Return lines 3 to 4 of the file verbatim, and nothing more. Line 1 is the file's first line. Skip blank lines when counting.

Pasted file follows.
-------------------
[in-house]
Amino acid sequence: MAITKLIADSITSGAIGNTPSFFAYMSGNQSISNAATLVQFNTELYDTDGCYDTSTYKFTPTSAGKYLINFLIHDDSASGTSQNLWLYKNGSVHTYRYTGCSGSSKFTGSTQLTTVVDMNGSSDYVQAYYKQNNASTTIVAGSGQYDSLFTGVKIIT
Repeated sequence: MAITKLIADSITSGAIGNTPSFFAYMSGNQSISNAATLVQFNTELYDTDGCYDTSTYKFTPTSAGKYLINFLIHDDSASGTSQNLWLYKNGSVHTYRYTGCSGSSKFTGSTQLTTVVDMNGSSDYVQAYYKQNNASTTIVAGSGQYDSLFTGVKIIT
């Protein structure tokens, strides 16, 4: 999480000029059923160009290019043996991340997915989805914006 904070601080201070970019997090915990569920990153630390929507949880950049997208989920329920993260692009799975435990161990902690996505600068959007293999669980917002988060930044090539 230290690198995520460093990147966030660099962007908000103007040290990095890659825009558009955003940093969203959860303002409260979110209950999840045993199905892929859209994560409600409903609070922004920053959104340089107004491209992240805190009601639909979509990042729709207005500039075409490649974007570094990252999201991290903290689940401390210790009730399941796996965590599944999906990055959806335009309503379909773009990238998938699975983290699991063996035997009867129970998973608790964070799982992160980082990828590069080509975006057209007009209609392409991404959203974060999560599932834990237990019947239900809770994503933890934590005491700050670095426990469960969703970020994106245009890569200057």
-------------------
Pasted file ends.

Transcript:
Repeated sequence: MAITKLIADSITSGAIGNTPSFFAYMSGNQSISNAATLVQFNTELYDTDGCYDTSTYKFTPTSAGKYLINFLIHDDSASGTSQNLWLYKNGSVHTYRYTGCSGSSKFTGSTQLTTVVDMNGSSDYVQAYYKQNNASTTIVAGSGQYDSLFTGVKIIT
């Protein structure tokens, strides 16, 4: 999480000029059923160009290019043996991340997915989805914006 904070601080201070970019997090915990569920990153630390929507949880950049997208989920329920993260692009799975435990161990902690996505600068959007293999669980917002988060930044090539 230290690198995520460093990147966030660099962007908000103007040290990095890659825009558009955003940093969203959860303002409260979110209950999840045993199905892929859209994560409600409903609070922004920053959104340089107004491209992240805190009601639909979509990042729709207005500039075409490649974007570094990252999201991290903290689940401390210790009730399941796996965590599944999906990055959806335009309503379909773009990238998938699975983290699991063996035997009867129970998973608790964070799982992160980082990828590069080509975006057209007009209609392409991404959203974060999560599932834990237990019947239900809770994503933890934590005491700050670095426990469960969703970020994106245009890569200057």